Robert and his brother went into the auction business in the ’80s and built the family’s company into a global enterprise. Robert admits that back in those days, auctions were often dominated by dealers, like my company, Graff-Pinkert, who knew where all the sales were and had more ability to travel then many endusers. 

In the late ‘90s, with advent of the Internet, the auction world was turned on its head. Everyone with an eBay account considered themselves an auctioneer. People from all over the world suddenly could bid simultaneously on a sale in a remote corner of the earth. Endusers everywhere could be instantaneously notified when new interesting equipment went up for sale. 

Also, the resources necessary to become an industrial auctioneer became more accessible in the last 15-20 years. This led to many used machine tool dealers starting their own auction companies. Robert and other auctioneers often have told me that used machinery dealers who are also auctioneers run into conflicts of interest during sales. He believes that when bidders know a dealer is behind a sale, they don’t feel like they have a fair chance to get good deals, so the sale suffers.

I understand the theory, but as a dealer myself, I’ve often wondered if this is just a case of auctioneers trying to hold onto their turf. I understand the temptation of my peers to be both dealers and auctioneers. If Graff-Pinkert were to find a company that wanted to sell its assets and we had the resources to organize and advertise a sale, why would we want to give a piece of the action to someone else? Robert admitted to me that he could understand where I was coming from, and I will admit that Graff-Pinkert has been quite successful partnering with auctioneers, who have expertise, resources, and infrastructure that allow us to focus on what we do best.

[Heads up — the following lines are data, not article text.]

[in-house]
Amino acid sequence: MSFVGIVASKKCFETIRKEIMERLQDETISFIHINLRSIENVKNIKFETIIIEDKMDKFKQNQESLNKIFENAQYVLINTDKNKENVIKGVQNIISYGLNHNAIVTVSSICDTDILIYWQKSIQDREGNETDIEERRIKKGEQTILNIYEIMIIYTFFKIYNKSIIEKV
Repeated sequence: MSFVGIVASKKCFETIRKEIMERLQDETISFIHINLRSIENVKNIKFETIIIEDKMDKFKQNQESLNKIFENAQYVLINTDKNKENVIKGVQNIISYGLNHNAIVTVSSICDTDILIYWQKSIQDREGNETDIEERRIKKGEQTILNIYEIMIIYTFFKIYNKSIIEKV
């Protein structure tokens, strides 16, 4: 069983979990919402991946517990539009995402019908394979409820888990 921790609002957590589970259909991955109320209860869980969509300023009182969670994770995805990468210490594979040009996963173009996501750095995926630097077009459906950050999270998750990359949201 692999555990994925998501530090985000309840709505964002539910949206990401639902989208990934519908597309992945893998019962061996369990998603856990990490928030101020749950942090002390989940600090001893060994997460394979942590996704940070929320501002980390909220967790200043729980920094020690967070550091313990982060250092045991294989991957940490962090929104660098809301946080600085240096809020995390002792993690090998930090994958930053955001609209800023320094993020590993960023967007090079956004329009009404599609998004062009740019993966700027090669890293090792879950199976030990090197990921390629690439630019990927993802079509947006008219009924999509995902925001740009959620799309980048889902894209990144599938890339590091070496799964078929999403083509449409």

It’s beautiful to observe someone so passionate about their craft, like Robert. I can spot a little smile when he talks about being on the stand, where he lit up shops for over 40 years. He says he sees himself as a kind of engineer when he makes a deal with a client and then conducts the actual auction. The night before a sale, he walks the shop, scoping it out, so he will be ready when he needs to improvise, perhaps combining items or changing the order of lots if he needs to shift the momentum of bidding. Still, as much as he misses the stand, for the Duffin auction last week, Robert suggested to his client that the way to get the best return would be an online-only sale.

What I found most interesting in this interview was how much purpose Robert says he has in his vocation. He told me several stories about how great he felt when helped good people maximize the value of their assets. Interestingly, he also talked about his desire to create fair opportunities for buyers. Balancing those two intentions seems like a difficult high wire act. Can an auctioneer really look out for both buyers and sellers? 

You will have to tune into Part II of this podcast interview to judge for yourself.

Question: What’s the best deal you ever got at an auction?

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Junk or Treasure Revisited

By Lloyd Graff